- Go above and beyond. Consider a personalized email or comment on the activity wall of your campaign page to say thank you through a message that’s not just attached to a receipt.
- Consider calling donors who gave above a certain amount or made a repeat donation. If feasible, this personalized outreach can go a long way in helping supporters feel personally recognized by your nonprofit.
In summary, a personalized thank you without an ask attached is a significant way to build stronger relationships with supporters, especially brand new ones.
Segmenting Your Giving Tuesday Donors
We’ve found on the Classy platform that 31% of Giving Tuesday donors will return and give again in six months. Nonprofits have a big opportunity to bring these holiday donors back before the year-mark, but it majorly depends on how you communicate with and ask them.
Giving Tuesday donors are choosing to support your organization on a day during which an abundance of other organizations are vying for their attention, so their deliberate choice makes them valuable and important to your nonprofit. All too often, though, organizations will take Giving Tuesday or year-end donors and drop them into a newsletter list and a standard donation appeal a few months later.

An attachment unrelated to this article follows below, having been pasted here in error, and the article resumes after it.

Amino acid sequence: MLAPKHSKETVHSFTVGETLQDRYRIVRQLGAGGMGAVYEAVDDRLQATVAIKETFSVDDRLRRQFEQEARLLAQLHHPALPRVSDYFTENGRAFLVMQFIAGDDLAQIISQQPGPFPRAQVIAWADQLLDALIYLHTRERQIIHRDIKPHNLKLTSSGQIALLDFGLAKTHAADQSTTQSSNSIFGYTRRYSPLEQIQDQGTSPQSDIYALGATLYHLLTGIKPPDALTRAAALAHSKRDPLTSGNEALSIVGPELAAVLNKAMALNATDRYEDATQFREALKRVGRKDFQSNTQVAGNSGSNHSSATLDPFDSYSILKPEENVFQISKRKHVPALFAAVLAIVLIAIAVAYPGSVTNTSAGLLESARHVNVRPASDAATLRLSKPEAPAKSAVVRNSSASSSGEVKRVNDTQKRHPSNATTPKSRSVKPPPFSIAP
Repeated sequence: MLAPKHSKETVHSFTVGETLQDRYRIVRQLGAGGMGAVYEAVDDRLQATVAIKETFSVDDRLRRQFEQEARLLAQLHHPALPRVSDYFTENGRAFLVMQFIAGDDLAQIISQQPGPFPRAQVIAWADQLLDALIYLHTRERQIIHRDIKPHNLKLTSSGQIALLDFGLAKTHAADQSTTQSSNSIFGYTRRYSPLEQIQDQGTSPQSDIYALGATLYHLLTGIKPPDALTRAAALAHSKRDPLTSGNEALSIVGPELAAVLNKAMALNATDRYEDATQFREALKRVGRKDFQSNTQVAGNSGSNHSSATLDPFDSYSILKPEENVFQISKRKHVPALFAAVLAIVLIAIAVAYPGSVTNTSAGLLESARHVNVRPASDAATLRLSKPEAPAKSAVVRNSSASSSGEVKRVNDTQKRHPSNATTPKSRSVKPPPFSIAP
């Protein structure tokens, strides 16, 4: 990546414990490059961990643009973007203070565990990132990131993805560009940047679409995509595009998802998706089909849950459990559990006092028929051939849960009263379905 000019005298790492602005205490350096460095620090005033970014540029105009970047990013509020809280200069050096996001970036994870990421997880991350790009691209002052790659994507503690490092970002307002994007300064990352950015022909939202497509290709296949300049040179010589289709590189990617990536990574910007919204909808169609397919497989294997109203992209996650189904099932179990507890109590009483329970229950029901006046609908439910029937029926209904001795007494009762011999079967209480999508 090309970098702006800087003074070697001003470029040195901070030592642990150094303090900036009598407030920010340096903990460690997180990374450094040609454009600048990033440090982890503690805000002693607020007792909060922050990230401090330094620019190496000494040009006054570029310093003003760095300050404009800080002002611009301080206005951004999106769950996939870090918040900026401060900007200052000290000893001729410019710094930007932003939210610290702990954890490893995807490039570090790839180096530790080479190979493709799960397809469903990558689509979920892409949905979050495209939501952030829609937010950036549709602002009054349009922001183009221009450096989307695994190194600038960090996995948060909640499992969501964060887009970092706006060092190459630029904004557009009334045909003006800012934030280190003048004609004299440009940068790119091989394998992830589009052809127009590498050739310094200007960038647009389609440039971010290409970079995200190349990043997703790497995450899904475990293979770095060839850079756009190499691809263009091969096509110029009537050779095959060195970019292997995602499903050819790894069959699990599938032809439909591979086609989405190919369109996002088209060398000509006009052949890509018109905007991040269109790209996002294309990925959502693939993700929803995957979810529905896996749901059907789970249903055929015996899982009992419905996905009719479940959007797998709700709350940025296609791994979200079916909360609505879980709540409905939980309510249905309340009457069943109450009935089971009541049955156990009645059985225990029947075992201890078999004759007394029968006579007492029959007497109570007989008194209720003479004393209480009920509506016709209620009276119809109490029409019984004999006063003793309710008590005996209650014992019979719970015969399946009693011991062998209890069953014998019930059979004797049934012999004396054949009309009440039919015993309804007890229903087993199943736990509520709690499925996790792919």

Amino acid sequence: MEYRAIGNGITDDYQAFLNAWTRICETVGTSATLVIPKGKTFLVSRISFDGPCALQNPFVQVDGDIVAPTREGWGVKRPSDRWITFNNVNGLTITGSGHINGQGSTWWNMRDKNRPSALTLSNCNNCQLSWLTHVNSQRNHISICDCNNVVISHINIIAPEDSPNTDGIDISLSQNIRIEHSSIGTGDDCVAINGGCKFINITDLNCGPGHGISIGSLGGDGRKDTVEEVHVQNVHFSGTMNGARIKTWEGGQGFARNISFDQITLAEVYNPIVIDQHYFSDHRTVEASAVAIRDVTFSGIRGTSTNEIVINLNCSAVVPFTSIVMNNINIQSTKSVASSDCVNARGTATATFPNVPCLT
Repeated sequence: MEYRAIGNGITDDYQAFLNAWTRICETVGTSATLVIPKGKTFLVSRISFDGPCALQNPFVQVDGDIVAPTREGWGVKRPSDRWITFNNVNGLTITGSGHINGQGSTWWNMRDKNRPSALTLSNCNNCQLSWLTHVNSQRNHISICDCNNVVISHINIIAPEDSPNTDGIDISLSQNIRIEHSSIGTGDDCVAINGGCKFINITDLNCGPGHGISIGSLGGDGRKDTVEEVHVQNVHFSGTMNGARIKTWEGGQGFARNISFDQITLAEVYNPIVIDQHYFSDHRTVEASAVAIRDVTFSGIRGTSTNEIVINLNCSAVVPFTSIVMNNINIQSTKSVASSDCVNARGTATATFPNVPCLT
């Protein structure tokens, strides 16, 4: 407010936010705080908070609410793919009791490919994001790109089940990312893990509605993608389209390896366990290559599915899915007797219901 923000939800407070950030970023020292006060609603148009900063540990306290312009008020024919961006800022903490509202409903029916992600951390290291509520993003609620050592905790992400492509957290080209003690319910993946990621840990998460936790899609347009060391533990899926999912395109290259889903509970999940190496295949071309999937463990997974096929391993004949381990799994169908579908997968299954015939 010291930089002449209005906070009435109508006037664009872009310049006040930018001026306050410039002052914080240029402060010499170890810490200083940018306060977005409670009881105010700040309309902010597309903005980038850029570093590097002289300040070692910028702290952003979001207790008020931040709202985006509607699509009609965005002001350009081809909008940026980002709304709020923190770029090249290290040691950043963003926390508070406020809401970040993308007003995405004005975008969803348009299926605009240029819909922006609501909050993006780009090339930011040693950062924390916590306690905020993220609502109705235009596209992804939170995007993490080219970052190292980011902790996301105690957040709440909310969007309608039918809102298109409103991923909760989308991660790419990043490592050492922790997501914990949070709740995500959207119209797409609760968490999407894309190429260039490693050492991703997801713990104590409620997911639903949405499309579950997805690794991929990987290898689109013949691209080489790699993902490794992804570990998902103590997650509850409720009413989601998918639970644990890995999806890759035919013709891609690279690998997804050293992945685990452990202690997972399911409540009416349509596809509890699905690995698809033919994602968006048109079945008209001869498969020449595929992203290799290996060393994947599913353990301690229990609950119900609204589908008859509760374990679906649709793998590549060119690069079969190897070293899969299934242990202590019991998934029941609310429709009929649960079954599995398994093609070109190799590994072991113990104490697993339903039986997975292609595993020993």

How you segment your communications and appeals with your supporters matters. If someone feels compelled enough to support you on Giving Tuesday, treating them with some exclusivity can pay dividends.
The most important segment to understand is if a Giving Tuesday donor was a first-time donor or repeat supporter. Both are important, but brand new donors should be treated with immense care as they decided to take action on your behalf for the first time. Segment these two cohorts.
Outside of first-time or repeat donors, other data points that can help you segment your lists include:
- Location of donor
- Gift amount
- The specific program they supported
- Whether they left a comment with their gift
- Whether they sent an eCard to a loved one
Establishing Your Outreach Strategy and Messaging
Now that you’ve segmented your Giving Tuesday donors into the groups you deem most important, the next step is curating an effective ask and appeal.
Keep in mind the following: